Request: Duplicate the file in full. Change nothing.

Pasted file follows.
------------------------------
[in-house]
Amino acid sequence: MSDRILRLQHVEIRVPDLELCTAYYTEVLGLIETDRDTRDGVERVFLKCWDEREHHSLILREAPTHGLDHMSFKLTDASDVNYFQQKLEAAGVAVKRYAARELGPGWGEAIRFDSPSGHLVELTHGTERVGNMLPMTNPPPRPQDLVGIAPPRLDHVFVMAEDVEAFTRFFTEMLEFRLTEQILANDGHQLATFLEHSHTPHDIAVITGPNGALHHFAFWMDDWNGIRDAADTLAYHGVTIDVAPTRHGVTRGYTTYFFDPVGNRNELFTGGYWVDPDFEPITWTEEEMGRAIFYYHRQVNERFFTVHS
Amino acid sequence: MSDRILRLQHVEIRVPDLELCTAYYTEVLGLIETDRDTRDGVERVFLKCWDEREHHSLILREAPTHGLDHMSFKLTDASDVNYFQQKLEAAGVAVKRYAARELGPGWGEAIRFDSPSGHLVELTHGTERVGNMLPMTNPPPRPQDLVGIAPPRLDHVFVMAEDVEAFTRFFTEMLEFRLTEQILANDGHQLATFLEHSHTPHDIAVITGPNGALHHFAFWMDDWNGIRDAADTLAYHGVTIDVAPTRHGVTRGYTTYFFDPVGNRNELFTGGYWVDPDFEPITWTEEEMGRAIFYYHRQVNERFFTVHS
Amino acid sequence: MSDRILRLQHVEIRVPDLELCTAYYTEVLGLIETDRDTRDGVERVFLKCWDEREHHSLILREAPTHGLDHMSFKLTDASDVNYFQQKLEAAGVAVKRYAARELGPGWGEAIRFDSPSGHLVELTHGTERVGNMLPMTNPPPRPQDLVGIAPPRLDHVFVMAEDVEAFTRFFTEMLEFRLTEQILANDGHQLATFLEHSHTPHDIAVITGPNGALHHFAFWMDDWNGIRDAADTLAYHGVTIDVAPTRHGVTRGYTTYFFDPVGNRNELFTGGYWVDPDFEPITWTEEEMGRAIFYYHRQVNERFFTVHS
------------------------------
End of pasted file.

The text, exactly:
[in-house]
Amino acid sequence: MSDRILRLQHVEIRVPDLELCTAYYTEVLGLIETDRDTRDGVERVFLKCWDEREHHSLILREAPTHGLDHMSFKLTDASDVNYFQQKLEAAGVAVKRYAARELGPGWGEAIRFDSPSGHLVELTHGTERVGNMLPMTNPPPRPQDLVGIAPPRLDHVFVMAEDVEAFTRFFTEMLEFRLTEQILANDGHQLATFLEHSHTPHDIAVITGPNGALHHFAFWMDDWNGIRDAADTLAYHGVTIDVAPTRHGVTRGYTTYFFDPVGNRNELFTGGYWVDPDFEPITWTEEEMGRAIFYYHRQVNERFFTVHS
Amino acid sequence: MSDRILRLQHVEIRVPDLELCTAYYTEVLGLIETDRDTRDGVERVFLKCWDEREHHSLILREAPTHGLDHMSFKLTDASDVNYFQQKLEAAGVAVKRYAARELGPGWGEAIRFDSPSGHLVELTHGTERVGNMLPMTNPPPRPQDLVGIAPPRLDHVFVMAEDVEAFTRFFTEMLEFRLTEQILANDGHQLATFLEHSHTPHDIAVITGPNGALHHFAFWMDDWNGIRDAADTLAYHGVTIDVAPTRHGVTRGYTTYFFDPVGNRNELFTGGYWVDPDFEPITWTEEEMGRAIFYYHRQVNERFFTVHS
Amino acid sequence: MSDRILRLQHVEIRVPDLELCTAYYTEVLGLIETDRDTRDGVERVFLKCWDEREHHSLILREAPTHGLDHMSFKLTDASDVNYFQQKLEAAGVAVKRYAARELGPGWGEAIRFDSPSGHLVELTHGTERVGNMLPMTNPPPRPQDLVGIAPPRLDHVFVMAEDVEAFTRFFTEMLEFRLTEQILANDGHQLATFLEHSHTPHDIAVITGPNGALHHFAFWMDDWNGIRDAADTLAYHGVTIDVAPTRHGVTRGYTTYFFDPVGNRNELFTGGYWVDPDFEPITWTEEEMGRAIFYYHRQVNERFFTVHS